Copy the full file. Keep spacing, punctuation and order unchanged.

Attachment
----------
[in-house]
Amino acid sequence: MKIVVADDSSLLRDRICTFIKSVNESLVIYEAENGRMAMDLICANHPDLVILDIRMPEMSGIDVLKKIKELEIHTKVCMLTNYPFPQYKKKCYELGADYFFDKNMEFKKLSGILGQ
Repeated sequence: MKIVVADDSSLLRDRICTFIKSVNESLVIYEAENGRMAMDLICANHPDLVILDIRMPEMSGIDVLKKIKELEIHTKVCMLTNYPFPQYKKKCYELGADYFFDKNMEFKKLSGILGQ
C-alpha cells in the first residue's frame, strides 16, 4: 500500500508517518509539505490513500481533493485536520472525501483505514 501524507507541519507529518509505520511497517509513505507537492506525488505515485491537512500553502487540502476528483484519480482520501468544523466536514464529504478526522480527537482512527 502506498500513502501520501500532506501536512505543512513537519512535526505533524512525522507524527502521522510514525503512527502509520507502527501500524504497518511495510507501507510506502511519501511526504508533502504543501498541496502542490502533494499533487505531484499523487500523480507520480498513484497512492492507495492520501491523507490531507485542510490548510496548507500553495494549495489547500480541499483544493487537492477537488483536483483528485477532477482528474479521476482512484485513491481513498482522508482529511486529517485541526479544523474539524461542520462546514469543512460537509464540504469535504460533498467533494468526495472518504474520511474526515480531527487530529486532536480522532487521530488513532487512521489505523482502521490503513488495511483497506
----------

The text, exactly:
[in-house]
Amino acid sequence: MKIVVADDSSLLRDRICTFIKSVNESLVIYEAENGRMAMDLICANHPDLVILDIRMPEMSGIDVLKKIKELEIHTKVCMLTNYPFPQYKKKCYELGADYFFDKNMEFKKLSGILGQ
Repeated sequence: MKIVVADDSSLLRDRICTFIKSVNESLVIYEAENGRMAMDLICANHPDLVILDIRMPEMSGIDVLKKIKELEIHTKVCMLTNYPFPQYKKKCYELGADYFFDKNMEFKKLSGILGQ
C-alpha cells in the first residue's frame, strides 16, 4: 500500500508517518509539505490513500481533493485536520472525501483505514 501524507507541519507529518509505520511497517509513505507537492506525488505515485491537512500553502487540502476528483484519480482520501468544523466536514464529504478526522480527537482512527 502506498500513502501520501500532506501536512505543512513537519512535526505533524512525522507524527502521522510514525503512527502509520507502527501500524504497518511495510507501507510506502511519501511526504508533502504543501498541496502542490502533494499533487505531484499523487500523480507520480498513484497512492492507495492520501491523507490531507485542510490548510496548507500553495494549495489547500480541499483544493487537492477537488483536483483528485477532477482528474479521476482512484485513491481513498482522508482529511486529517485541526479544523474539524461542520462546514469543512460537509464540504469535504460533498467533494468526495472518504474520511474526515480531527487530529486532536480522532487521530488513532487512521489505523482502521490503513488495511483497506